As Palomo emerged onto the hazy stage with his five-person band, the first sounds of night came from the various synthesizer distortions and experimental loops created from at least five different keyboards at once. This psychedelic conception of noise slowly amped the room into a frenzy before the drums suddenly kicked in and Palomo led the group through a funky take of “Local Joke,” off the album “Psychic Chasms.” The jam set the tone perfectly for the evening, conjuring up images of the ’80s keyboard blasting of bands like New Order filtered through a druggy haze of sound effects.
As drums pounded and synths flared, one evident weak point of the band’s live sound came through in Palomo’s voice. While on record his mid-range voice is distorted and fuzzed out to the point that it serves as more of a drone-like narrator than a prolific band leader, the lack of effects on his live voice unfortunately shows its lack of personality, or at least energy. Not to say that having a good voice and being a good singer are synonymous; they’re not. But the layers of distortion in the vocals are part of Neon Indian’s style, and including them would’ve helped to convey the band’s sound.
Regardless, Palomo’s talent as a songwriter and a soundsmith was showcased heavily throughout the evening, and songs like “Deadbeat Summer”, “6669 (I Don’t Know If You Know)” and “Hex Girlfriend” brought down the roof with countless shimmering hooks.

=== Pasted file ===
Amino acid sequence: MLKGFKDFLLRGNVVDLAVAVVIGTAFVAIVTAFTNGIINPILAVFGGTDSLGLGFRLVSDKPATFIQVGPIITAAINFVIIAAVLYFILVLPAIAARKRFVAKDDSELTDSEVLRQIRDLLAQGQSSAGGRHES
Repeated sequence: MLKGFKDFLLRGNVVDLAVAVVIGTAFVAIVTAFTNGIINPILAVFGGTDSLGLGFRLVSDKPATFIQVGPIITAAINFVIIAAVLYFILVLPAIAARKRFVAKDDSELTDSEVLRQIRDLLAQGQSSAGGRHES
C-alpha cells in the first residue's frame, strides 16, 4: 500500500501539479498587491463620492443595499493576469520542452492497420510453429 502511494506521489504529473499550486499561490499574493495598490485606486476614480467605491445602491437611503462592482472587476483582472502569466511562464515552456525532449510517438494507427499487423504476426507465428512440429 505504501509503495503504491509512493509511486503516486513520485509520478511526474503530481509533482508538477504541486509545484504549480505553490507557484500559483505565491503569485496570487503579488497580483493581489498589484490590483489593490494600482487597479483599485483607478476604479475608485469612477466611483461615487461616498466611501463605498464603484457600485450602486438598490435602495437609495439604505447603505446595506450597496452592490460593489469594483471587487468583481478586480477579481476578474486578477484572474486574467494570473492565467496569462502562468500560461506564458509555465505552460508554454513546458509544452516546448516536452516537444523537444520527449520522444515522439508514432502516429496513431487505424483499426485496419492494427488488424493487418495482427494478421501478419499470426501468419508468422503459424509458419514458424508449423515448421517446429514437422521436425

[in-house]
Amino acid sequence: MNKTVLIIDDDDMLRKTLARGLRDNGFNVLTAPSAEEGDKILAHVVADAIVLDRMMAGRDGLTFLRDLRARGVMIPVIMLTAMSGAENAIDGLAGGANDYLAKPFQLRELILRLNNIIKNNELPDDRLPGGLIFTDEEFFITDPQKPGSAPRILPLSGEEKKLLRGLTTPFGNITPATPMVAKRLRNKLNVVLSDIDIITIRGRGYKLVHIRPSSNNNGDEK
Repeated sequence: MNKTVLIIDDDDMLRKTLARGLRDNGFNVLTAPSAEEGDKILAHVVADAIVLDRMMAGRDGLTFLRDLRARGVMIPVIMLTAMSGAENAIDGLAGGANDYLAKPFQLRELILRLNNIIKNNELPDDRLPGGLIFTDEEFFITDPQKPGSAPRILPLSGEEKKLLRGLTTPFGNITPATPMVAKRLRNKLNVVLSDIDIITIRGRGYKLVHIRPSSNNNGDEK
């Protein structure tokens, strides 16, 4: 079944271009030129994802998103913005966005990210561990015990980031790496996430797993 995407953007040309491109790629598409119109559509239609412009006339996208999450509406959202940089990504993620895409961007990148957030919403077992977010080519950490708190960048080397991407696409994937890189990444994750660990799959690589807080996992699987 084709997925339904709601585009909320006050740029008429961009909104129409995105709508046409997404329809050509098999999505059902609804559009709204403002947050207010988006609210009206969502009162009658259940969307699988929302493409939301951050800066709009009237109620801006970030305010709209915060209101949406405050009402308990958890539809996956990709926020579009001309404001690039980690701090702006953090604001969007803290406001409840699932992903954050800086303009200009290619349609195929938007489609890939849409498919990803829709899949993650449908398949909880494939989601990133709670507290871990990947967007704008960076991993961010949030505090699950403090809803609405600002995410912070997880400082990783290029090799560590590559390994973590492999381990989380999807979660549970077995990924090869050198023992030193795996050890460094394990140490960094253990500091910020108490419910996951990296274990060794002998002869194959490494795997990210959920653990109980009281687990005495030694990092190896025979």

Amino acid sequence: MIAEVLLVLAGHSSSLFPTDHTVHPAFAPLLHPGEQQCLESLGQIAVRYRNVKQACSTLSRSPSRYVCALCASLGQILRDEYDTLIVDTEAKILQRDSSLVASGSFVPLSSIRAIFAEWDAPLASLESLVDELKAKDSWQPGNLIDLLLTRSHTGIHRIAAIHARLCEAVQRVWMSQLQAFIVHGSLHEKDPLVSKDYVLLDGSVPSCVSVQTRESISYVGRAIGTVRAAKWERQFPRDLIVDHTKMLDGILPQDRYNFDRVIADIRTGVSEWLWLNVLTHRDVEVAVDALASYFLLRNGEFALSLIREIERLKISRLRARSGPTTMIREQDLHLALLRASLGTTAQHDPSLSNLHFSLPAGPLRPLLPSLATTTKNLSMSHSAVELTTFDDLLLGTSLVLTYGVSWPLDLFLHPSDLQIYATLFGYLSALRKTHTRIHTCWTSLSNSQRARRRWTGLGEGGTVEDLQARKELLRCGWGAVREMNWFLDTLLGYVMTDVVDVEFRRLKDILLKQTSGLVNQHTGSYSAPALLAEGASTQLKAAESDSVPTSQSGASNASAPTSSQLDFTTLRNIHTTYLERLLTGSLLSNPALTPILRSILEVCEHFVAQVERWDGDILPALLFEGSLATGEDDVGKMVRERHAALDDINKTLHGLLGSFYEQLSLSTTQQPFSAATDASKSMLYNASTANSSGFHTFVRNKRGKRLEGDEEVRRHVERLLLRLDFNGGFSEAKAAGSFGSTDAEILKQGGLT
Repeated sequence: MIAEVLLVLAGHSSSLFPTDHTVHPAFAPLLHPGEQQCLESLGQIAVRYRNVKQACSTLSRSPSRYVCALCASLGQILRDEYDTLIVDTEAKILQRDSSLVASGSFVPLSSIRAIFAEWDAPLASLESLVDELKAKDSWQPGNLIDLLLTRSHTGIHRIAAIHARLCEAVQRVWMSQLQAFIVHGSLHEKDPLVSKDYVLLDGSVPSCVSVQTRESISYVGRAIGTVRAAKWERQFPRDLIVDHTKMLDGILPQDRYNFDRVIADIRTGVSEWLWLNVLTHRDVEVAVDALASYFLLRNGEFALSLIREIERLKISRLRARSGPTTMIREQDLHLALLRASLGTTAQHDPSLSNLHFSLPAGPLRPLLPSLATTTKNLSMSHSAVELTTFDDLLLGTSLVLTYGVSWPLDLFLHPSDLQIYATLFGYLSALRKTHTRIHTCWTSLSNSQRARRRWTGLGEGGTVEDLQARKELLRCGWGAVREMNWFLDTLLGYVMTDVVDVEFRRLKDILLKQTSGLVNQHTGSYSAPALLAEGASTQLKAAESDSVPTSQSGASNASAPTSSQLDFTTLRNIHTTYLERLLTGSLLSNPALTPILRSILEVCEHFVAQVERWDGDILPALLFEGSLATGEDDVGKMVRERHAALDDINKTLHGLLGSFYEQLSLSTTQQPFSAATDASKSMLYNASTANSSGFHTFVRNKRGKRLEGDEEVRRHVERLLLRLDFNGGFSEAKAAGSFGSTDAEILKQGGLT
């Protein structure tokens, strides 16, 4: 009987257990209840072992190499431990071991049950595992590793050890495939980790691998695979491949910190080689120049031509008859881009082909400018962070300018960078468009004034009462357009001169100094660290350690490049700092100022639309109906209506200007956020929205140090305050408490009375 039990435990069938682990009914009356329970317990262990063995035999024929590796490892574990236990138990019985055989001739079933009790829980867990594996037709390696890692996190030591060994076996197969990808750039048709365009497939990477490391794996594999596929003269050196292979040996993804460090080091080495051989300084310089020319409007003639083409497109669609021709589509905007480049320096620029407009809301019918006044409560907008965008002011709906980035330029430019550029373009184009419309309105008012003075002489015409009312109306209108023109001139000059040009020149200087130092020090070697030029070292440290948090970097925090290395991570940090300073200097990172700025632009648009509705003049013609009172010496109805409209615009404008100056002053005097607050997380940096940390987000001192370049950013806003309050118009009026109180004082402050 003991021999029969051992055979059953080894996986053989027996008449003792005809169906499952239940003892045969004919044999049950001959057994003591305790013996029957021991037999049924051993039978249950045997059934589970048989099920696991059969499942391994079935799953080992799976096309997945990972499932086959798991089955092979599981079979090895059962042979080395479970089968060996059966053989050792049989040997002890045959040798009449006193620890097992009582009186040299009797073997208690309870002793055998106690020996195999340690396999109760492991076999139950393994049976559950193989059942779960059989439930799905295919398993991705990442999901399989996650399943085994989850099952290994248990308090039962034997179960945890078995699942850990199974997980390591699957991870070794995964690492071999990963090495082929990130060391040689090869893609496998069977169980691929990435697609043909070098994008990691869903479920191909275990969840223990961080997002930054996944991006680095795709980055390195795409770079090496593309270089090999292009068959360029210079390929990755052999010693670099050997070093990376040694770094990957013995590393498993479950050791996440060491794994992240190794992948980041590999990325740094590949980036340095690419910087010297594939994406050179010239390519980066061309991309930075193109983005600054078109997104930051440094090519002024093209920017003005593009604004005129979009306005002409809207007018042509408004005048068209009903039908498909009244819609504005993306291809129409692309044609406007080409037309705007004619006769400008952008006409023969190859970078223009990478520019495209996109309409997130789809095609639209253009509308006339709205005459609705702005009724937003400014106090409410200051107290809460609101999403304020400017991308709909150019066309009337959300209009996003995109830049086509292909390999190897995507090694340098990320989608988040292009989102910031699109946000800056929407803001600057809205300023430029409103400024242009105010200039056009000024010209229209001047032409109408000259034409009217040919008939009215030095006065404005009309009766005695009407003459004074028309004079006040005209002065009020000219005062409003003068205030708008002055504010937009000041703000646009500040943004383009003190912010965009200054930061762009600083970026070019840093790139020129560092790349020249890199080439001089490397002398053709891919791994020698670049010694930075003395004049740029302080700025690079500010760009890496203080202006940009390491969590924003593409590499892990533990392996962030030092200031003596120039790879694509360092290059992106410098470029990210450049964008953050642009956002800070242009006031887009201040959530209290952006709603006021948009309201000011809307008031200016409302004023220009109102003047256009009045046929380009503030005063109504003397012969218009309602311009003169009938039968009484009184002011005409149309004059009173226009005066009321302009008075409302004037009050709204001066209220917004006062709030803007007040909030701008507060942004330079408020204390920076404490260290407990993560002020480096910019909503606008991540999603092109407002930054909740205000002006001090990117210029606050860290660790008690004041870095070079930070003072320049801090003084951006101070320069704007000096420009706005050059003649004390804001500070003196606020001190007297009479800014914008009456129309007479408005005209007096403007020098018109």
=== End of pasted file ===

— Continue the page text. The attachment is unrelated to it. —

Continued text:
Leanne Macomber left her spot on keyboards at one point to lead the thumping bass stomp of “Fallout,” before Palomo literally commanded everyone to dance to the clubhouse jam of “Psychic Chasms.” In between songs, Palomo and friends would create additional walls of noise and effects, some standing alone as experiments and others slowly taking form as intros to songs, like the arpeggiating madness of “Mind, Drips.”
Palomo’s ability to take these psychedelic stoner jams and elicit the same kind of energy expected from a dance club was utterly impressive. However, during several moments the questionable mixing ended up hurting the momentum of the show. Songs like “6669 (I Don’t Know If You Know)” only had a small dosage of bass when the beats demanded for a crushing low-end. Also, the Gameboy solo in the middle of “Polish Girl” was barely audible, a small detail but one that nonetheless detracted from the show. It is entirely likely that these complaints stem from standing on the far side of the Bluebird’s floor level, a notorious dead spot for sound, but when you plan for an electronic show it should be expected that the floor is going to be stuffed with dancers.
The special thing about Neon Indian is that even though their sound is completely derivative and based around songwriting conventions of the ’80s and 2000’s, they still manage to carve out a unique identity for themselves, and this is entirely evident in their live show. Although the tags of “chillwave” and “lo-fi electronic” are usually associated with Palomo’s brand of music, there aren’t any other bands that capture the slacker vibe in quite the same way. While critics could undeniably argue that the band’s songs sound fairly similar from one to the next, the inventive sound experimentation paired up with dance beats that practically melt with color make them a hard band not to love.
Contact CU Independent Staff Writer Sam Goldner at Samuel.Goldner@colorado.edu.